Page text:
Performances: Friday February 22 7pm; Saturday February 23 7pm
Venue: Underground Theater, Abrons Arts Center, 466 Grand St, New York, NY 10002
Video Trailer: https://www.youtube.com/watch?v=3qvDP-KJLdI
How can the art of opera relate to you? Maybe your experience has been dressing up nicely to attend the Met in New York, or seeing an opera at Milan’s La Scala. Maybe it seems like something foreign and exclusive to the wealthy, or simply old-fashioned and too difficult to understand. Voice artist Ju-eh and composer Hwarg present a brand-new work with powerful singing and delicate electronics that makes the art of opera directly relatable to your emotions and experiences: The Living Dying Opera.
In our fast-paced, technologically saturated world, we are surrounded by 'micro-dilemmas’: I am in the subway and someone next to me is so smelly! Should I stay, or get off the train? My alarm rings and rings and I snooze and snooze; should I wake up, or sleep for 2 more minutes? I have had 9 cups of coffee already; should I have the 10th to make it an even number?
The fundamentals of opera are drama and bel canto (beautiful singing). Ju-eh, who has studied opera for over a decade, dramatizes his personal dilemmas through voice. Hwarg, an expert in electronics and sonic arts, creates an immersive and intriguing sound world. As historical opera speaks for the people of its time, Ju-eh+Hwarg present a theatrical musical drama that speaks for now, investigating space, memory, and personal identity. While their work is layered and complex, it is also easily accessible to those without musical training.
The show will be followed by a Q&A session to allow the audience to further explore and understand the work through conversation with the artists.
Ju-eh (Juecheng Chen) + Hwarg (Howie Kenty)
With François-Thibaut Pencenat, visual artist
Special thanks to Peichao Lin, photography and videography
The Living Dying Opera’s presentation at The Abrons Arts Center is made possible by The New York Chinese Culture Salon.
Ju-eh (Juecheng Chen) is a conceptual virtuosic countertenor from Canton, China. With 10 years of classical singing training in Europe, he specializes in presenting what classical music can be today. Ju-eh is known for his musicality, delicacy and his powerful high pitch voice. His recent performance highlight includes Improvised Opera Salon series in New York City and his performance with Sylva Dean and Me at Venice Biennale; his future engagements include Meredith Monk's opera Atlas with LA Phil in 2019 among others.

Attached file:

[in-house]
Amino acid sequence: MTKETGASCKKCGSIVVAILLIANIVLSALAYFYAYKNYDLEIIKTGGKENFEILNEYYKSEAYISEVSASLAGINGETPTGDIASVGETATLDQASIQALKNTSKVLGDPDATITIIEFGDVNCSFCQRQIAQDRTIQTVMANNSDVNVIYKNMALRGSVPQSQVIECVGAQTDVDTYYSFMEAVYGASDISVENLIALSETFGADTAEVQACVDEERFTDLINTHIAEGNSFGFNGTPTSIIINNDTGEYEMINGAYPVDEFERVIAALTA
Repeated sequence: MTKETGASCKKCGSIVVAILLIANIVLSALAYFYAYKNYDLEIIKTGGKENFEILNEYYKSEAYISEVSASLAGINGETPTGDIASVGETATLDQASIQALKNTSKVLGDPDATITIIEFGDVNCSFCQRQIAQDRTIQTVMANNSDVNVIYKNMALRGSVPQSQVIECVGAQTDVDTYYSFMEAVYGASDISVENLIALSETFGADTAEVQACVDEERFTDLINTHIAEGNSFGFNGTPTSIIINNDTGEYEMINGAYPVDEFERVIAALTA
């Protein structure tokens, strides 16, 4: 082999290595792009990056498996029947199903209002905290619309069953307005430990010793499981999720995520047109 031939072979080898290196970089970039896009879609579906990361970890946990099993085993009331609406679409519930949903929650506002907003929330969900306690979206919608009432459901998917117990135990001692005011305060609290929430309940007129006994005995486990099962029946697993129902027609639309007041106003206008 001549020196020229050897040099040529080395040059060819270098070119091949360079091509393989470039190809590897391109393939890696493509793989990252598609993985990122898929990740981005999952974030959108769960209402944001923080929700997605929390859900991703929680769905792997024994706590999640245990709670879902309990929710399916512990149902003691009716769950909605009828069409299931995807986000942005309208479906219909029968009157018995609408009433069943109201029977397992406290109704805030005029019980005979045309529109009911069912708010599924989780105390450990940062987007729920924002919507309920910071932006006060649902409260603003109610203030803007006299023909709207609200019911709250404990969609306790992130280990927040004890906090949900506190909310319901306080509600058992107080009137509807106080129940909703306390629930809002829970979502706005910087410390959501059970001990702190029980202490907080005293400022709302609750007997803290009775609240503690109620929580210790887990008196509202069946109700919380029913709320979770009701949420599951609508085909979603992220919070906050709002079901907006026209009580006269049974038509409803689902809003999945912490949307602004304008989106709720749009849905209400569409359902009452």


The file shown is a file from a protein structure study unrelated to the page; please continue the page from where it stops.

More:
Artist website: juechengchen.com
Hwarg (Howie Kenty) is a Brooklyn-based composer and performer. His music, called “remarkable” with “astonishing poetic power” by the International Compendium Prix Ars Electronica, is stylistically diverse, encompassing contemporary classical, electronic, rock, sound art, and everything in between, occasionally with theatrical elements. Recent recognition includes a 2017 Copland House residency, a 2018 Virginia Center for the Creative Arts residency, first prize commission in the 2017 Null-state Chaosflöte competition, competition winner for the 2018 Open Space Festival of New Music, competition winner for the 2018 RED NOTE New Music Festival Composition Workshop, and an ASCAP Plus+ award.
Artist website: hwarg.com
François-Thibaut Pencenat is a French visual artist from Paris, now based in New York City. His work uses the idea of staging to establish a relationship between reality and fiction. Through his working process, he refines his artistic materials and their staged settings to reach the simplest and most visually effective forms. Notions of absence and erasure recur in his work, raising questions about visual memory and the permanence of certain forms in art history.
Artist website: francoisthibautpencenat.com
New York Chinese Culture Salon is a 501(c)(3) organization registered in New York. The organization is for educational purposes. It offers a multi-disciplinary platform where experts in various areas share voluntarily their knowledge and thoughts with the general public. Attendees are mainly graduate students and young professionals. The audience has various degrees of background about the domain. The mission of the salon is to enhance this open-source, high quality, multi-disciplinary, thought-provoking knowledge-sharing platform, where people with curiosity and an open mind have access to the areas they are interested in but that they may have little knowledge of.
Abrons Arts Center is a home for contemporary interdisciplinary arts in Manhattan’s Lower East Side neighborhood. A core program of the Henry Street Settlement, Abrons believes that access to the arts is essential to a free and healthy society. Through performance presentations, exhibitions, education programs and residencies, Abrons mobilizes communities with the transformative power of art.